Police investigate fourth murder in Gastonia community since May

GASTONIA, N.C. — Police are investigating a shooting where a man died in Gastonia early Tuesday morning, they said.

Officers went to Rankin Avenue at about 1:30 a.m. because someone called 911 saying a man was lying in their driveway. EMS rushed the Keenen Dangelo Banner, 31, of Shelby, who had been shot, to the hospital, where he later died.

Neighbor James Judge said he and his wife heard gunfire and heard someone calling out for help.

“I was about to drift off to sleep and heard some more ‘pow, pow, pow,’ and heard seemingly like someone had cried out,” Judge said.

There have been six murders in Gastonia this year. The homicide on Tuesday is the fourth that has happened in the Highland Community, and all four happened in the months of May and June.

In May, a 19-year-old allegedly shot two people on Westwood Circle, killing one of them. Also in May, detectives said a man was killed in a shooting on Rankin Avenue -- about a block away Tuesday’s shooting. The suspect in the case was arrested in a standoff. In mid-June, a 17-year-old was charged after a man was shot and killed near a gas station off Highway 321.

“Death after death after death occur, just in this little, small vicinity,” Judge said. “Our hearts grieve even now to know that you have heard, so much, that you become desensitized that there’s another one.”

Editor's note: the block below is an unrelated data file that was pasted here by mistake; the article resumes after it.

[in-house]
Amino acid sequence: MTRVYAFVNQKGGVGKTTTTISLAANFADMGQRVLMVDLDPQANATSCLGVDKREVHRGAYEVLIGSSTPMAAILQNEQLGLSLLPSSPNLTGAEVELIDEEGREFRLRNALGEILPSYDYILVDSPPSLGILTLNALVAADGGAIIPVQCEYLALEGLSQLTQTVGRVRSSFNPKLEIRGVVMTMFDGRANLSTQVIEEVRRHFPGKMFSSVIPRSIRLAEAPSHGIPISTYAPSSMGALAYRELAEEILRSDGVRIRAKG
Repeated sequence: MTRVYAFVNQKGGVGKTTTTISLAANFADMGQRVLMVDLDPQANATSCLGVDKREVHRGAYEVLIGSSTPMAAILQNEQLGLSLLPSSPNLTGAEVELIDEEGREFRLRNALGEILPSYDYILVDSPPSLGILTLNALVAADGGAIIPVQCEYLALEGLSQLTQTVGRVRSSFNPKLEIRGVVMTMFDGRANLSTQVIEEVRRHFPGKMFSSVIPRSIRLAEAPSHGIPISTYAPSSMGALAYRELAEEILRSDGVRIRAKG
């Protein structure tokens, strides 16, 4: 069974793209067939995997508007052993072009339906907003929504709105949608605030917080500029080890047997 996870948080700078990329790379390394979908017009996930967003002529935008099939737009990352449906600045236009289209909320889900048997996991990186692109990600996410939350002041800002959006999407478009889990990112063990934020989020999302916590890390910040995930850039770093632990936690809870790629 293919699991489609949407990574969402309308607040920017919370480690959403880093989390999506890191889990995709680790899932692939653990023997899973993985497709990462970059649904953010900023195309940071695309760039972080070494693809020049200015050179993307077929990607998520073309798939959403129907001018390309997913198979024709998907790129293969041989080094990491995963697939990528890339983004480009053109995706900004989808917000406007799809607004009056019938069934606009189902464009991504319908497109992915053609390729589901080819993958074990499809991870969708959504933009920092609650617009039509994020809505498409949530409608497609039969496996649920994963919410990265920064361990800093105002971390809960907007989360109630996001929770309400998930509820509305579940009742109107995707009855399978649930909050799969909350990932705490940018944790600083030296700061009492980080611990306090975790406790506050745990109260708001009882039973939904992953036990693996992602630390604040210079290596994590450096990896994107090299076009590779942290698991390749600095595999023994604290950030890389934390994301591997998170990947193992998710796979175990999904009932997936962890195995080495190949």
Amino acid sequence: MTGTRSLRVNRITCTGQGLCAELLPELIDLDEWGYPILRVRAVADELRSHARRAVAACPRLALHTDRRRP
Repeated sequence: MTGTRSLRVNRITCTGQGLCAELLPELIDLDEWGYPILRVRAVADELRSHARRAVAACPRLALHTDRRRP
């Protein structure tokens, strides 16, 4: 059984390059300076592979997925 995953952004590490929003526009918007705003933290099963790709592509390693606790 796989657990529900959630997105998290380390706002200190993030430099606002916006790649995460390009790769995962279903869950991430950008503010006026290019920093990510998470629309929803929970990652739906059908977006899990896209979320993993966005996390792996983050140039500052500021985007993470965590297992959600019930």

“This is the worst that I have seen it,” Rev. Greg Floyd, Gaston County Progressive Coalition.

Floyd said ministers who are part of Gaston County’s Progressive Coalition are meeting next week to work on ways to address this issue. “Put boots on the ground and help us be able to talk to these young men.”

The director of Erwin Center, the community center in the heart of the Highland community, is building a local group of 101 Black Men to help mentor young men.

“(To) get these boys off the streets,” director George Fullwood said. “Go knock on drug dealers’ doors and tell them about educational opportunities.”

Gastonia City Councilman Charles Odom lives in Highland and said they need community engagement before teens become suspects or victims.

“We need groups,” Odom said. “We need churches. We need anybody who can speak to that group of people.”

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